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North American free trade agreement : issues on trade in financial services for Mexico, Volume 1
Author:Vittas, Dimitri; Demirguc-Kunt, Asli; Musalem, Alberto; Country:Mexico;
Date Stored:2001/04/18Document Date:1993/07/31
Document Type:Policy Research Working PaperSubTopics:Environmental Economics & Policies; Economic Theory & Research; Financial Crisis Management & Restructuring; Banks & Banking Reform; Financial Intermediation
Language:EnglishMajor Sector:(Historic)Economic Policy
Region:Latin America & CaribbeanReport Number:WPS1153
Sub Sectors:TradeCollection Title:Policy, Research working papers ; no. WPS 1153. Financial sector development
Volume No:1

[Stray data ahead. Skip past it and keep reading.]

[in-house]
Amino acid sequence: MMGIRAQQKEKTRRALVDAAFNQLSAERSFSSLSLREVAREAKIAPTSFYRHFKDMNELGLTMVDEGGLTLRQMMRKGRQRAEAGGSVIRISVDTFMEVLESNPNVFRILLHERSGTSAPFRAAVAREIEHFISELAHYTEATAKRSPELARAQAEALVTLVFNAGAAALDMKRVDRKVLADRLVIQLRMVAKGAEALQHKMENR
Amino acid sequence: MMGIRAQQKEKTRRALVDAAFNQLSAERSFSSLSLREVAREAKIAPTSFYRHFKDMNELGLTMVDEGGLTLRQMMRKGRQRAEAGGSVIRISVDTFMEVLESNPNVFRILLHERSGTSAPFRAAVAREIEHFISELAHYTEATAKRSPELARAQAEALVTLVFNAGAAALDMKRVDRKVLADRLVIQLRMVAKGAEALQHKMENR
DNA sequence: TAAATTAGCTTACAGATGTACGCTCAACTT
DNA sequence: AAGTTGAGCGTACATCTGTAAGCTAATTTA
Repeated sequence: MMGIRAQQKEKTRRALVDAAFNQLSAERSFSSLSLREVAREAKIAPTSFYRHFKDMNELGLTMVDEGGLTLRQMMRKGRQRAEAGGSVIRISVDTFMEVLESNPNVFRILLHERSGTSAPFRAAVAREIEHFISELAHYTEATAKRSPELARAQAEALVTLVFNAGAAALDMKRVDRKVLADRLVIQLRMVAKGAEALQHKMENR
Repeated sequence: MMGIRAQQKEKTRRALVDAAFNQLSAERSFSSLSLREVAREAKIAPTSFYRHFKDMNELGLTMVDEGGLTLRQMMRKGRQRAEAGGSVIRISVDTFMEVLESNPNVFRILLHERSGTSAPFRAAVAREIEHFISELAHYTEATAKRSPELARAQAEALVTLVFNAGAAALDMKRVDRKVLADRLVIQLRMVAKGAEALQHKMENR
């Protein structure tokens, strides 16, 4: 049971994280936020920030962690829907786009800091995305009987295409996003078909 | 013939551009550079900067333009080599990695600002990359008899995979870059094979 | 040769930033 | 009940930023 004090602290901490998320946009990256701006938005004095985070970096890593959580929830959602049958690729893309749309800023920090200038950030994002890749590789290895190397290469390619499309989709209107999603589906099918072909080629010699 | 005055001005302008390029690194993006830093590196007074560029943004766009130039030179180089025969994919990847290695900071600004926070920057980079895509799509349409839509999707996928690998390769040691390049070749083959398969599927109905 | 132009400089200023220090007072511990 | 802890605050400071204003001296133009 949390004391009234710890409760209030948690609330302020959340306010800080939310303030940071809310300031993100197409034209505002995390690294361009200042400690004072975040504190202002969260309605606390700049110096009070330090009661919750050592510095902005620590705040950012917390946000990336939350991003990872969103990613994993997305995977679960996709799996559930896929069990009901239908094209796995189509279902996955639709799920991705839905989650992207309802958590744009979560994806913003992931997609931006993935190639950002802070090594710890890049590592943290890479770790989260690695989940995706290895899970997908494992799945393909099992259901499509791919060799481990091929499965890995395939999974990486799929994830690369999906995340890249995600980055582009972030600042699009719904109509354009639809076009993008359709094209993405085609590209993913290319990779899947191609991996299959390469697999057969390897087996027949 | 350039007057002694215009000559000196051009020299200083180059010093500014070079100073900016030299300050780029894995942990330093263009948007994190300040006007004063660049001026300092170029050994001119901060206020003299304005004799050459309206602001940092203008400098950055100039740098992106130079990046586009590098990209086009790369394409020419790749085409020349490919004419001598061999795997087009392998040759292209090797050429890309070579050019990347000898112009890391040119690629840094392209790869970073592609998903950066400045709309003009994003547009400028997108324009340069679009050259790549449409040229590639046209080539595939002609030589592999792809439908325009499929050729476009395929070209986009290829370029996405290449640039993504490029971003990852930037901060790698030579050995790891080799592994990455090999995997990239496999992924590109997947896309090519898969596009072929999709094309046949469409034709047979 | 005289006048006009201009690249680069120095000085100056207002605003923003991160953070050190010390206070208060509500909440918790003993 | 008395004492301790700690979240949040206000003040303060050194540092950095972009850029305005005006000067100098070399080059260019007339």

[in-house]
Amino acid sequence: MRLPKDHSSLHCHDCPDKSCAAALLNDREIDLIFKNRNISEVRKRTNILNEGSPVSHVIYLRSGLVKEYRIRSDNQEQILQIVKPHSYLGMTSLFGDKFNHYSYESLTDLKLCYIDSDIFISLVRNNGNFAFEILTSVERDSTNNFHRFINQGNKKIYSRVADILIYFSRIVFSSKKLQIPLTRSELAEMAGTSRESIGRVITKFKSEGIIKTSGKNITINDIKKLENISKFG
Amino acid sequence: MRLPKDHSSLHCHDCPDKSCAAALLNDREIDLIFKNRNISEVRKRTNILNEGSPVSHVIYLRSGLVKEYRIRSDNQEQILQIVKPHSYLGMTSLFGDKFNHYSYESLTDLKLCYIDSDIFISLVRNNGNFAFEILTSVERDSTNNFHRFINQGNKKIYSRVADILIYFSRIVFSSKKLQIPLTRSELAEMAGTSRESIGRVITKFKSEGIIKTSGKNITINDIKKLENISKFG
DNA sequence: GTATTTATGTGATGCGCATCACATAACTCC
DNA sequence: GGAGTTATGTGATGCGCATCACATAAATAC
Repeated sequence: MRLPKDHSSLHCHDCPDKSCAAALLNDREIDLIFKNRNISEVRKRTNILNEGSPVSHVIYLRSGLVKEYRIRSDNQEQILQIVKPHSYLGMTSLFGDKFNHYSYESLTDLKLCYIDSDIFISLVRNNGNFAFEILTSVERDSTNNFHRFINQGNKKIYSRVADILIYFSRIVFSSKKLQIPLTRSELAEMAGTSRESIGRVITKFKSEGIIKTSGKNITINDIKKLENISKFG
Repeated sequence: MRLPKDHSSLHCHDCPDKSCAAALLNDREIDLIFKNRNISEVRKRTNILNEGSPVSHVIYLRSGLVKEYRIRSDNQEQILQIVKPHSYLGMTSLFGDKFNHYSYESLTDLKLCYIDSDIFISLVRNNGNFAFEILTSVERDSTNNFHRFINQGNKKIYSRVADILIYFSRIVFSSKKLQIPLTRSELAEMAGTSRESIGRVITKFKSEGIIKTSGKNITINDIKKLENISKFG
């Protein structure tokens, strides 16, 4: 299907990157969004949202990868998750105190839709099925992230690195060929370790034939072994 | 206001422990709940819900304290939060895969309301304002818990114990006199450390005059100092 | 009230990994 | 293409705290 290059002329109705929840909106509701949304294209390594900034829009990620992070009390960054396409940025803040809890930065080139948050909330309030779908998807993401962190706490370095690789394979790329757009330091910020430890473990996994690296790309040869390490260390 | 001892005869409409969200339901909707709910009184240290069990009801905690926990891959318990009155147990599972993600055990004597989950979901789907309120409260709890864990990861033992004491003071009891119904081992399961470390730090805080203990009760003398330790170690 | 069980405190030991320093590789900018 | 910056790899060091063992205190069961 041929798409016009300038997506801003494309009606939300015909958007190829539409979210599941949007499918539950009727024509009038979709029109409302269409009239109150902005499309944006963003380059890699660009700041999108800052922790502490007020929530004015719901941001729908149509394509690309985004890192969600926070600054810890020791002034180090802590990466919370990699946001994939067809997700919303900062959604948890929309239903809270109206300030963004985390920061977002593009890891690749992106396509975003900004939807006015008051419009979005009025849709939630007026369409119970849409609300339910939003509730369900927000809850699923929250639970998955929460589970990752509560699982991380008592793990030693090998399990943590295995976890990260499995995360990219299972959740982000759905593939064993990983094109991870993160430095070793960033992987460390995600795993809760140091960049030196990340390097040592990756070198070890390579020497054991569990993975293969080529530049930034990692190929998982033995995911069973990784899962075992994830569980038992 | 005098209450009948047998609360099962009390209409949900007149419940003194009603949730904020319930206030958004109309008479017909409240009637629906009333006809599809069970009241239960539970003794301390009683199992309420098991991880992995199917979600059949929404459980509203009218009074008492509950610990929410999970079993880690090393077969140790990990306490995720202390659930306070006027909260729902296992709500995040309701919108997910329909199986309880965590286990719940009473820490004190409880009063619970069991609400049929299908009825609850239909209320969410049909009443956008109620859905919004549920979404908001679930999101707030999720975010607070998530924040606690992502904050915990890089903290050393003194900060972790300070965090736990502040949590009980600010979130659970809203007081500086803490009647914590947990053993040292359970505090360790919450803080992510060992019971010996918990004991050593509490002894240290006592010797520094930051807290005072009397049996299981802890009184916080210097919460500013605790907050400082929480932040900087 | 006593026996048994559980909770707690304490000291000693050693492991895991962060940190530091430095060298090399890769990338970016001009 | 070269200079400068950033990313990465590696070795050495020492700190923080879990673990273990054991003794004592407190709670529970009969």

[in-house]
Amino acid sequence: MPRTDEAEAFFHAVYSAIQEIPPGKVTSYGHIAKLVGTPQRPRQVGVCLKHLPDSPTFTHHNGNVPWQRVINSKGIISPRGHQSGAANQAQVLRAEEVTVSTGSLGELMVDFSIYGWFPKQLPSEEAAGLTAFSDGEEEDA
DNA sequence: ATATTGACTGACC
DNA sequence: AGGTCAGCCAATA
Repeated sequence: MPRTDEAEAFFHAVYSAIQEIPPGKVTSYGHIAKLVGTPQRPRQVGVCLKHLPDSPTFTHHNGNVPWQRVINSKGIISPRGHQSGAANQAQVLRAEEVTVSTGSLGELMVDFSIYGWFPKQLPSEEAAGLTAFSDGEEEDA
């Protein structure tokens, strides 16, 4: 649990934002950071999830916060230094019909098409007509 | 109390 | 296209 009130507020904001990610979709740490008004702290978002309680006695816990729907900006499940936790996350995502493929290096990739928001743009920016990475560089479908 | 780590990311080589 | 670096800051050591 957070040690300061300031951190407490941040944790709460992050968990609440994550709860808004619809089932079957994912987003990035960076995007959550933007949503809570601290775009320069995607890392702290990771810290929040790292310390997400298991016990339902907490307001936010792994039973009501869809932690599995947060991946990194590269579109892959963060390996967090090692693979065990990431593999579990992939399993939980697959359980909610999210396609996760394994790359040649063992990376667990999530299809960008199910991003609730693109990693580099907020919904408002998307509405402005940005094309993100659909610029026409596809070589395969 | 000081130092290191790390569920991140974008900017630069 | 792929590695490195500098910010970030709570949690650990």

Summary: To maximize the efficiency gains from the North American Free Trade Agreement (NAFTA), the regulatory environment for Mexican banking, insurance, and securities markets should be further harmonized with those of the more advanced and efficient Canadian and U.S. markets. The authors argue that a prerequisite for NAFTA's success is to remove regulatory distortions and to eliminate opportunities for regulatory arbitrage. Moreover, eliminating or reducing disparities between the NAFTA countries' tax rates and ways of levying taxes would help prevent distortions, tax evasion, and tax avoidance. Complete harmonization may not be feasible or even desirable, given the way the three countries' financial systems have evolved and the differences between their industrial structures and stages of economic development. In banking, insurance, and securities markets, the main free trade issues are the convergence of authorization criteria and the removal of most of the obstacles to freedom of establishment. It is also important to harmonize guarantee schemes and to create well-defined Mexican schemes to protect small, unsophisticated investors rather than mismanaged institutions. The key to NAFTA's success in the financial sector will be effective prudential regulation and supervision - particularly because of the heavy financial pressures on the newly privatized banks and the financial groups that own them. Without effective supervision, the new owners of the banks may take excessive risks to recoup the substantial element of goodwill in the privatization price, before the protection from foreign competition and new entrants is phased out. An integrated market will presuppose greater cooperation and information exchange among the national regulatory authorities to ensure, for instance, that weak banks do not undermine credit standards and that weak insurers do not offer deceptively low-priced policies. In these areas, Mexico needs intensive training and cooperation with the Canadian and U.S. regulatory authorities. To increase the contestability of the financial markets and benefit from the transfer of financial technology, the Mexican financial system should be opened to foreign entry. But Mexico needs to modernize its financial institutions and the authors conclude that the proposed NAFTA should allow for a gradual approach to foreign entry. A reasonable transition period, extending up to the year 2000, will give Mexican institutions ample time to achieve the efficiency gains that motivated the quest for the agreement in the first place.

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